Russian Financial Aid to Iceland
Delegation from Iceland will recently arrive at Moscow to negotiate an urgent loan
MOSCOW. 8 October. VOSTOK-MEDIA. Russia ‘positively consider” a request from Iceland, a small country on the North of Atlantic, that is in a difficult situation because of bankruptcy of banks that could not resist liquidity crisis.
“We have received a request. Iceland is known to be of strong budget discipline and we positively consider the request. Results will be achieved only after discussions”, - said Finance Minister, Alexey Kudrin.
On Tuesday, Prime-Minister of Iceland, Geyer Horde, announced that a delegation from Iceland would arrive at Moscow to negotiate an issue.
“Today or tomorrow we will send a delegation to Moscow to talk about the request which will help increase our currency reserves and is not directed at any institution crediting”, said the Prime Minister.
Central Iceland Bank reported on its web-site that Russia would grant a € 4 bln credit, though, the Russian Ambassador in Reykjavik did not approve the total sum of the credit.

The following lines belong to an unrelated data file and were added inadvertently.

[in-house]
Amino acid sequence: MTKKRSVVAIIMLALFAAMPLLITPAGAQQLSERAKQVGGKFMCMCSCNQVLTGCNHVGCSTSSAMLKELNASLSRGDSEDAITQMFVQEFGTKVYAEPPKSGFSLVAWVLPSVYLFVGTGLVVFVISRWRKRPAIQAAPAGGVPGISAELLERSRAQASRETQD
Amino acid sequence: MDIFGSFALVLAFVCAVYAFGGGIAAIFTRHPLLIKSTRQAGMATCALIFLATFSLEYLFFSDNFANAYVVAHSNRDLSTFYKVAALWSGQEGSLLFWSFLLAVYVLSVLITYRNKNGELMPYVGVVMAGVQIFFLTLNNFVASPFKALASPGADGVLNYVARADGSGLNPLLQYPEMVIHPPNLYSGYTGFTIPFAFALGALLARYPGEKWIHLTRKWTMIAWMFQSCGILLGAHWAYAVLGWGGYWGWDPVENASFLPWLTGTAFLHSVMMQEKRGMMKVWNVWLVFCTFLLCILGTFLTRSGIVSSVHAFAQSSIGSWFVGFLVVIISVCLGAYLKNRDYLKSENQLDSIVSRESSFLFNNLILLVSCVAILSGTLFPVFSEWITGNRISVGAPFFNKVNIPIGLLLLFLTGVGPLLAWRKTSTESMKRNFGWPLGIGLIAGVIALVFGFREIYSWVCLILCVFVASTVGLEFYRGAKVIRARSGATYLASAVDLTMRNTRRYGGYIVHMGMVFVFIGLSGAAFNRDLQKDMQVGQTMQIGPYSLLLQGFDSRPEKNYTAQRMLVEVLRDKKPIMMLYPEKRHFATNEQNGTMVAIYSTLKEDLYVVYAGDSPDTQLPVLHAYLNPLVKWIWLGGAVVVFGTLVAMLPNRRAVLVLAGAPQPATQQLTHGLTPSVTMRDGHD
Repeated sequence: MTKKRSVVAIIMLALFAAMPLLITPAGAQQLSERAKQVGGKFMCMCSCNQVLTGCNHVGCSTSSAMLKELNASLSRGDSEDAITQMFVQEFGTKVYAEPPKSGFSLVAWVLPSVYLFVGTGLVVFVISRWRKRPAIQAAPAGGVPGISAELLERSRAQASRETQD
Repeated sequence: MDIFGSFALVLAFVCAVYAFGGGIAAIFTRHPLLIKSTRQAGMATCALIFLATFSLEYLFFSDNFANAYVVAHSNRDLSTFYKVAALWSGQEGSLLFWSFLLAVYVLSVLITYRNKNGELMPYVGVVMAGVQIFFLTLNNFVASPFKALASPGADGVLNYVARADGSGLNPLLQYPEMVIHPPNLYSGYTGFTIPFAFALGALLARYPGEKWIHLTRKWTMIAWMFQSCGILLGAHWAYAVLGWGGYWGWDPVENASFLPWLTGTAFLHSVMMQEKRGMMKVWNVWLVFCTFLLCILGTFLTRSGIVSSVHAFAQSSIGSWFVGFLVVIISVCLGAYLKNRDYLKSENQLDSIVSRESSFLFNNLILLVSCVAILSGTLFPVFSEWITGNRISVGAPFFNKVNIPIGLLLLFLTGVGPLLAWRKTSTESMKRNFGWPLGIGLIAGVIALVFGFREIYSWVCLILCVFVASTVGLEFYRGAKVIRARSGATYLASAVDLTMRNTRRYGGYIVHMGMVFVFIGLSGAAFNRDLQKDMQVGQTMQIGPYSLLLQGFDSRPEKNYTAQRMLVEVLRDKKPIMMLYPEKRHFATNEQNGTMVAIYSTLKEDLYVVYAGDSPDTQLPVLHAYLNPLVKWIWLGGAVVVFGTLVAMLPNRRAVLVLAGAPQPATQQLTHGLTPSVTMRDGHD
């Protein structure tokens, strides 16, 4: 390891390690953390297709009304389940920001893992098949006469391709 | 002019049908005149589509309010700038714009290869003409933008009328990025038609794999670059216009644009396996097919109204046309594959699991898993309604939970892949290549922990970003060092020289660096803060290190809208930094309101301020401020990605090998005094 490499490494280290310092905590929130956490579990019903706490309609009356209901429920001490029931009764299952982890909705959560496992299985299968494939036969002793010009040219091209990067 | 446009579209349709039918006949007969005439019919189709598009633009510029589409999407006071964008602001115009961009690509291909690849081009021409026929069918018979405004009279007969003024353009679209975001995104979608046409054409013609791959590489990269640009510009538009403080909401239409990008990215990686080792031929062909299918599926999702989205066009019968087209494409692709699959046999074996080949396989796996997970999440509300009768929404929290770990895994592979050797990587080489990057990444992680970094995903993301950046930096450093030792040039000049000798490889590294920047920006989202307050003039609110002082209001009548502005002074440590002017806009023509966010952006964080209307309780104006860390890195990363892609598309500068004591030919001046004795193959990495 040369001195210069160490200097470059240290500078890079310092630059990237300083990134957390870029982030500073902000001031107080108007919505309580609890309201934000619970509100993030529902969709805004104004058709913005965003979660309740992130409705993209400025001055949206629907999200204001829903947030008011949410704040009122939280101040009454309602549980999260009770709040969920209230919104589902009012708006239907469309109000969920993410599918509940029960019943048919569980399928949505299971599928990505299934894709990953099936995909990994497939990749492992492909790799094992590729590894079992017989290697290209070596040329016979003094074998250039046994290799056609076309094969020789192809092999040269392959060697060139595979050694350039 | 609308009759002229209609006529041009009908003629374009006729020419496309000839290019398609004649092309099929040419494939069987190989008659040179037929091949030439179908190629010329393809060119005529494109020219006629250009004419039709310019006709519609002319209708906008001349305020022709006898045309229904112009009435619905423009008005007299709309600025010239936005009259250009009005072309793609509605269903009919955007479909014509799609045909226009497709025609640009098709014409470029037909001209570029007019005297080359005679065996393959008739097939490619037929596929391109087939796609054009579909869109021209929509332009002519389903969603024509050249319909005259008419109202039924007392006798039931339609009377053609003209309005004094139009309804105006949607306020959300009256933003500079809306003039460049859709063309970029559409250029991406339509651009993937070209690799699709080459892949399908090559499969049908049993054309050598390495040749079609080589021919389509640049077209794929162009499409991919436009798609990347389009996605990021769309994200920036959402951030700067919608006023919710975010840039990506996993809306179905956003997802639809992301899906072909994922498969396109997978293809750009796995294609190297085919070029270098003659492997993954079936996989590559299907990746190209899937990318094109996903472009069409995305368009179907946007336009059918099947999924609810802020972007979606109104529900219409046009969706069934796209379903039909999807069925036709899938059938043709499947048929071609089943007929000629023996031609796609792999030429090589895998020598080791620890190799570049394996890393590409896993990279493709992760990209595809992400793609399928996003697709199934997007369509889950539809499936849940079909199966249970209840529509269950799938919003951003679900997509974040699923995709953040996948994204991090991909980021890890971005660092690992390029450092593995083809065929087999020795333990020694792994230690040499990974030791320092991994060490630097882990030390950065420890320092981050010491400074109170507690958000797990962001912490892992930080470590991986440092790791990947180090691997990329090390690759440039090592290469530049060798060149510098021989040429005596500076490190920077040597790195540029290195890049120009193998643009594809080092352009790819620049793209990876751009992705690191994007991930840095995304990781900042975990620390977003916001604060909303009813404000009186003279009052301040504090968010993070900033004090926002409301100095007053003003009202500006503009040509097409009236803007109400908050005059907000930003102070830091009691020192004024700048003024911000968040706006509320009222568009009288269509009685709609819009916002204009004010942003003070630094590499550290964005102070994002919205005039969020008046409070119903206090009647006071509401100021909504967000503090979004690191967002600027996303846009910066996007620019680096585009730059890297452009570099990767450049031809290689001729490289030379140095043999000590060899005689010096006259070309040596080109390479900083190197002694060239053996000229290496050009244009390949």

Ambassador said that at the meetings they discussed principal willingness of financial cooperation” but not the details of a pack.
Bank sector of Iceland experienced a boost in the 1990s and became the greatest area of economy of the country where population accounts for 300 thousand people.
Within the framework of liquidity crisis this sector of the economy suffered the most and found on the edge of bankruptcy.
Regulating authorities had to suspend activity of the three biggest banks - Kaupthing, Landsbanki и Glitnir.
Government urgently passed several laws in order to virtually nationalize the banks: they have given unlimited guaranties on all saving deposits and become a creditor for all given credits.
In turn, the banks promised to sell out, all or in part, their foreign assets. Iceland banks and financial groups invested greatly into retail sector of Great Britain.
They possess several leading nets of Debenhams and House of Fraser, toy shop of Hamleys, pub nets of Mitchells & Butlers, and several nets of down-market shops of frozen goods from Iceland.